22.3% of Spaniards are at risk of poverty, according to the National Institute of Statistics on Living Conditions survey.
The figure is two tenths above that of 2015, which means that despite the improvement in the country’s economic growth and income per person, the inequality rate does not improve.
The population at risk of poverty is a relative indicator that measures inequality. It does not measure absolute poverty, but how many people have low incomes compared to the whole population.
This latest survey was conducted in 2016 with data on income for 2015. It shows that the average income per person reached 10,708 euros, 2.8% more than the figure recorded the previous year. In the case of households, the average income figure stood at 26,730 euros (2.4% more).
The situation of households
Although the INE survey showed that 15.3% of Spanish households had «much difficulty» to reach the end of the month, this is 1.6 points more than in the previous year, some data improve slightly.
The percentage of households that were unable to meet unforeseen expenses fell from 39.4% in 2015 to 38.1% in 2016.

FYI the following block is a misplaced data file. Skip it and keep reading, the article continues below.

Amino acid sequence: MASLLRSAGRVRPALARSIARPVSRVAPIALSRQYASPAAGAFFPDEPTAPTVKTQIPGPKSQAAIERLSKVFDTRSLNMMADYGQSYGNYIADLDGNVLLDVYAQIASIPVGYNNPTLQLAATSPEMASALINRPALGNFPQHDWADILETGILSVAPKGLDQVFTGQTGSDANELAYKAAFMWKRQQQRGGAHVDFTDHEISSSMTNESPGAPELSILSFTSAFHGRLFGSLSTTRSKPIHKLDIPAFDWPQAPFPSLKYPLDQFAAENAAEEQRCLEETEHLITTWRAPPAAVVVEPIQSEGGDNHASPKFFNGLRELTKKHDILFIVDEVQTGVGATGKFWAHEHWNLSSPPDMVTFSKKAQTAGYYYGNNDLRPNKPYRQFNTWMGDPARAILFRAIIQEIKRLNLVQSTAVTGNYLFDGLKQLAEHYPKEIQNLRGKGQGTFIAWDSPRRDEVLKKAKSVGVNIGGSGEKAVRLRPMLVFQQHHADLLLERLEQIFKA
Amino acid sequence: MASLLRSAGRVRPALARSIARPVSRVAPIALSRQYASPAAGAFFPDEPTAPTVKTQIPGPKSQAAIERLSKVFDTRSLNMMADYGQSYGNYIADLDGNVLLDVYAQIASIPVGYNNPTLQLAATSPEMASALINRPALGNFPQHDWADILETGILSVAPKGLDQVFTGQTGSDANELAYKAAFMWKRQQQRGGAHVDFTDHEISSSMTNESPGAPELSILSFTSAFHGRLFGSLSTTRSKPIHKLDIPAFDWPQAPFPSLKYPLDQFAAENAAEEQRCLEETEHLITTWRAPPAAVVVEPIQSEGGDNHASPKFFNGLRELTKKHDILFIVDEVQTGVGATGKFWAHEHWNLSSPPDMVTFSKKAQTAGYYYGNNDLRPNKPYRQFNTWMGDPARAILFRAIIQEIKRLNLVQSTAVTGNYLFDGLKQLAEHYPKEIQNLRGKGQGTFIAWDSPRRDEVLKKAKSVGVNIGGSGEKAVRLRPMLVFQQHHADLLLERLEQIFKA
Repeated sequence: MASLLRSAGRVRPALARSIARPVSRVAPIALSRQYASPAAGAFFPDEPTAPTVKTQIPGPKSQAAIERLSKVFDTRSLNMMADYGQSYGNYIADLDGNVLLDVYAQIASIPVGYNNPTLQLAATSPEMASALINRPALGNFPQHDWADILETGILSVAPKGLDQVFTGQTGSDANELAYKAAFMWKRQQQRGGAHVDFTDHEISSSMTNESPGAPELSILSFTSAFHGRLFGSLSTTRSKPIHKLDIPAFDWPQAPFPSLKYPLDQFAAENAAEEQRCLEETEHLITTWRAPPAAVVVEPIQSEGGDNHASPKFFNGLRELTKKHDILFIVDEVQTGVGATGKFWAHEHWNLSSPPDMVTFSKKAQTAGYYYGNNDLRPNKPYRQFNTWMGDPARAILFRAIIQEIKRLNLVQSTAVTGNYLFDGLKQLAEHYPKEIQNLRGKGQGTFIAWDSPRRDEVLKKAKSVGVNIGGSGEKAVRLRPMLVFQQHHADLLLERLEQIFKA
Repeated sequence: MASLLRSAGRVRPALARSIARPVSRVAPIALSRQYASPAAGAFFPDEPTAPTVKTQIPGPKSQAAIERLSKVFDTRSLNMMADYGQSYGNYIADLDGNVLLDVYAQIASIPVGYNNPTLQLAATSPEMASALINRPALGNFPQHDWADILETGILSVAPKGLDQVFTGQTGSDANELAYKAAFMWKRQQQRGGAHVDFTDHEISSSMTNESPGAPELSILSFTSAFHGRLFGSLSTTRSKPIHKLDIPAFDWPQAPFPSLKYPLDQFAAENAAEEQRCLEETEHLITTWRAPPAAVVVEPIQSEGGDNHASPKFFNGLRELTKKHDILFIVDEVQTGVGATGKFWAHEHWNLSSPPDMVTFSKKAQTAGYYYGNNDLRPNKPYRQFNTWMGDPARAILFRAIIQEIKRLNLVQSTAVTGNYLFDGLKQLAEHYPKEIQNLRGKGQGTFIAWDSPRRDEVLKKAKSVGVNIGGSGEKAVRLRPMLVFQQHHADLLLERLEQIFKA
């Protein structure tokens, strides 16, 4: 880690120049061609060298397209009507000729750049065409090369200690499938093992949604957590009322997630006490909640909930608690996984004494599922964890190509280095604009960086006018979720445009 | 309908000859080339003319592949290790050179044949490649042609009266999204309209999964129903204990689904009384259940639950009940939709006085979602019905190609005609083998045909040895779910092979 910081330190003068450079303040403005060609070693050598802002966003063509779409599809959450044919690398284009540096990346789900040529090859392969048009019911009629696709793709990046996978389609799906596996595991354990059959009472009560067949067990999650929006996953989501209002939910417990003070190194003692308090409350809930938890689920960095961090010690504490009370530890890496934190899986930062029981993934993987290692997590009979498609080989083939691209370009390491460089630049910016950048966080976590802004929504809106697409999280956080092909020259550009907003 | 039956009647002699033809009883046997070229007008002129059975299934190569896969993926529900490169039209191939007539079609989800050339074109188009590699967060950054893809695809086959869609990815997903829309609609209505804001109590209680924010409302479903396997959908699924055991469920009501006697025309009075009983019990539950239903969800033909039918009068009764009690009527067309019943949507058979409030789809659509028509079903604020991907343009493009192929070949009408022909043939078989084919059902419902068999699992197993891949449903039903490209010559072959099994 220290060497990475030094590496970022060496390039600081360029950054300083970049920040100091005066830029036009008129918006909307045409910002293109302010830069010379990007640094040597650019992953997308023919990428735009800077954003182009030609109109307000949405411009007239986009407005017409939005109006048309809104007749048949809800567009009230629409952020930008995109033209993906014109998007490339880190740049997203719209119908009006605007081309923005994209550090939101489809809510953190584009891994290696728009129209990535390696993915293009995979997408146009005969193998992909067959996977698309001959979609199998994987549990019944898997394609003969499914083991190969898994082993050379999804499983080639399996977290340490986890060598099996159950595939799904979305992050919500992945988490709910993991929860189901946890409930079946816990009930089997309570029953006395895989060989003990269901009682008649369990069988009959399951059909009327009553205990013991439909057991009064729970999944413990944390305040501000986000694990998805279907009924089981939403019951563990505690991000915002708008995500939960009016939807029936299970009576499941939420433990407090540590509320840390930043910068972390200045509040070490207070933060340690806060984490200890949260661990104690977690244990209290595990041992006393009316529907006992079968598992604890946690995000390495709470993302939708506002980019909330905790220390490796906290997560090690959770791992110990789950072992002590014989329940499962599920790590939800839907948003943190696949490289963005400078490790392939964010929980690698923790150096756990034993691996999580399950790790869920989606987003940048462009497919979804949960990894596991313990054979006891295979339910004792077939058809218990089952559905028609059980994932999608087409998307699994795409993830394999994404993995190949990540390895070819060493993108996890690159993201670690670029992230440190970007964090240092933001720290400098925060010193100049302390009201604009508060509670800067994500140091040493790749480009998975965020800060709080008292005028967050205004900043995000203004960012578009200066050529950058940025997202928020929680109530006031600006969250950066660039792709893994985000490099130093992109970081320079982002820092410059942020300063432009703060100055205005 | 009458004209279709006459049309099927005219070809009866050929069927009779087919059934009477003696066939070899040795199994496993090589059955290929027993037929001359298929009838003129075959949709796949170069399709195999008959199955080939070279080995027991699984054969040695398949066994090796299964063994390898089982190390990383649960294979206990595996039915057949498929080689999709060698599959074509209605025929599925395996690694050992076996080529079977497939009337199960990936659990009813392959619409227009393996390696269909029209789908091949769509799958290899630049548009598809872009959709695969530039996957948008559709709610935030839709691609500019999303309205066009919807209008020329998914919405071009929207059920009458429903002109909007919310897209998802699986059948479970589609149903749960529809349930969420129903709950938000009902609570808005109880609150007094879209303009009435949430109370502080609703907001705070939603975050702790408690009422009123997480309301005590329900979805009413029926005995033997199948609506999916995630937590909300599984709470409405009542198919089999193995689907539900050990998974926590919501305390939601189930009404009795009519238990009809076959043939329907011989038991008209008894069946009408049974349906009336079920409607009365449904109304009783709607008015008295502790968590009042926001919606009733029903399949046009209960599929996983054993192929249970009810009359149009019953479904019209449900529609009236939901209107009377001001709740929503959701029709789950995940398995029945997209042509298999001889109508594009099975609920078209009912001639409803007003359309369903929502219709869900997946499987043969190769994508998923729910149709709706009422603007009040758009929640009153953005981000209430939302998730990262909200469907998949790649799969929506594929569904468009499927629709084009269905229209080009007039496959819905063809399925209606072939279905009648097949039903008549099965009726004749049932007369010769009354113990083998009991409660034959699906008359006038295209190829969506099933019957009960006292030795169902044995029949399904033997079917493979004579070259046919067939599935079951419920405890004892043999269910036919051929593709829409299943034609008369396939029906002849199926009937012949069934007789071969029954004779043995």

39.5% of households could not afford to go on holiday away from home at least one week per year, 1.1 points less than in 2015.
On the other hand, 8.4% of households had delays in payments related to the main dwelling (mortgage or rent, gas receipts, electricity, community, …) in the 12 months prior to the survey, Below the percentage recorded the previous year.
A new UNICEF study released this month revealed that Spain has one of the highest rates of child poverty in the European Union (EU).
Based on an analysis of the global economic crisis that erupted in 2008, the study «Children of Austerity: The Impact of the Great Recession on Child Poverty in Rich Countries» states that Spain is the third country in the EU with a Of the highest rates of both relative poverty and «anchored poverty», only behind in both segments of Romania and Greece.
The term «anchored poverty», Unicef explained, means that the threshold is not changed each year analyzed – depending on the greater or lesser income of the population as a whole – as is done when relative poverty is analyzed. Instead, the poverty line is set in a specific year – the study was set in 2008 – to study how the well-being of the population changes from that poverty line.
That said, «anchored poverty» in Spain increased by 9 percentage points between 2008 and 2014, to cover almost 40% of the child population.